In our blog outlining New Year’s resolutions for the federal government, we noted how a report from the Cato Institute gave the administration poor grades on data publication practices. The report found that, “the administration and the Congress both receive fairly low marks under systematic examination of their data publication practices.”

We are happy to learn that the administration is working towards improving its data public practices. According to Federal News Radio, the Office of Management and Budget will soon mandate that agencies release machine-readable data.

The change is part of the president’s Digital Management Strategy described in a May 23, 2012 report from the White House.  An objective in the report states that, “We must enable the public, entrepreneurs, and our own government programs to better leverage the rich wealth of federal data to pour into applications and services by ensuring that data is open and machine-readable by default.”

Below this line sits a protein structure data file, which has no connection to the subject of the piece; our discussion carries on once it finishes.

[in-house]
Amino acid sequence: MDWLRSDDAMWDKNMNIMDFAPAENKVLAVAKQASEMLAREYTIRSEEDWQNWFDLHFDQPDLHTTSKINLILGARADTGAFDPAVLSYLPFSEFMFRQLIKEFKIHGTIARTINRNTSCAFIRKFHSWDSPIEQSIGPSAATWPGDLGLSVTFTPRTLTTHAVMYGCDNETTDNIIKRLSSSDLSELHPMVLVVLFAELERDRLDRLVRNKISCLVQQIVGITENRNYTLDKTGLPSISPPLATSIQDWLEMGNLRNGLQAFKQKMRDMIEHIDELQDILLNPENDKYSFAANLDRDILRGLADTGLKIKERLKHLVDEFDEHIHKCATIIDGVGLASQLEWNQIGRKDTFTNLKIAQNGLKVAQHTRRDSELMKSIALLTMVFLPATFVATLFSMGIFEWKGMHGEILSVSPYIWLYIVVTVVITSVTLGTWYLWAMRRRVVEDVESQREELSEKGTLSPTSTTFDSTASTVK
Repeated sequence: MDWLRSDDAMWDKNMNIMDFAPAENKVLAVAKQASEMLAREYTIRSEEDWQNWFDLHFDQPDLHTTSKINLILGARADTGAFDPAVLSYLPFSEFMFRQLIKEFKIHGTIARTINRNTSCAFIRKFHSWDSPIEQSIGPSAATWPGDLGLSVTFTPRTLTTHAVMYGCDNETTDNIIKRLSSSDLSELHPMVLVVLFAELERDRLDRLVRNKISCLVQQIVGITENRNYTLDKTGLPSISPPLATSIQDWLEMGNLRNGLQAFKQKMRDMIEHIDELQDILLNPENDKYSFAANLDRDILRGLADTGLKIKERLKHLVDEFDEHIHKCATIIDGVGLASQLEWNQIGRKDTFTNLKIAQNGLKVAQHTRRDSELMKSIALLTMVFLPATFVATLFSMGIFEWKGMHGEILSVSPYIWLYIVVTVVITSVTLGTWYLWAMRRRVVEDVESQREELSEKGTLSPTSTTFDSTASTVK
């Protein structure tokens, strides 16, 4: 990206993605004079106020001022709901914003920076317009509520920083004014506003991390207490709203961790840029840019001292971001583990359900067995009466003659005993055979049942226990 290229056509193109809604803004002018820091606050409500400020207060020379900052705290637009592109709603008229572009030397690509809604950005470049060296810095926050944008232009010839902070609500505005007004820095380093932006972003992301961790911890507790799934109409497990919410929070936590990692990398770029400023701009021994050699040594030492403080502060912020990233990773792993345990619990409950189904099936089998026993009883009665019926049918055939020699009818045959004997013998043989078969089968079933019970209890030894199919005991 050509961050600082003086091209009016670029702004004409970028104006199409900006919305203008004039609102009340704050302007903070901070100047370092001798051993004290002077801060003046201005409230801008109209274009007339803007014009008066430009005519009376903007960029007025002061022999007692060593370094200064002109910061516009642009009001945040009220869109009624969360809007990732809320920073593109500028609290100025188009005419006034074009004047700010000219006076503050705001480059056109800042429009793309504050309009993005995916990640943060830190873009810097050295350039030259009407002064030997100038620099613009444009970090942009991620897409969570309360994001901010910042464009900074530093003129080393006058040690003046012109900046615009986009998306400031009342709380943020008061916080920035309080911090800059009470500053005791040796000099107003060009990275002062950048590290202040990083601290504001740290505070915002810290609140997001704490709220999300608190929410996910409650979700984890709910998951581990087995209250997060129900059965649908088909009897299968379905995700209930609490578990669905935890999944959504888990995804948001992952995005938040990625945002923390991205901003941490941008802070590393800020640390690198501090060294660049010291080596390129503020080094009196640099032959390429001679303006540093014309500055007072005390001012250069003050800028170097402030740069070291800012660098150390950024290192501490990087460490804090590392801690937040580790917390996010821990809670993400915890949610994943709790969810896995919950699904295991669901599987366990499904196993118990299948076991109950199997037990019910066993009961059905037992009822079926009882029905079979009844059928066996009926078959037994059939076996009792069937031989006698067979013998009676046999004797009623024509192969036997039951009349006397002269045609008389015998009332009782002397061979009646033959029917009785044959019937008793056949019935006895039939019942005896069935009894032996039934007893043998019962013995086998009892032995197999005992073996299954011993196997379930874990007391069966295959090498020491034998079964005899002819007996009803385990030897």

Jim Harper, the author of the Cato report on government publication practices, called the change “good, not yet great.”  He added that, “great would be the White House itself publishing machine-readable, open data when it issues the president’s budget in February. Along with the plan for fiscal year 2014 spending, why couldn’t we get the code that distinctly identifies each agency, bureau, program, and project—in essence, the organization of the U.S. federal government?”

There is still a lot of work this administration needs to take regarding open government and transparency, but we applaud this change. We hope OMB officially issues this mandate sooner rather than later.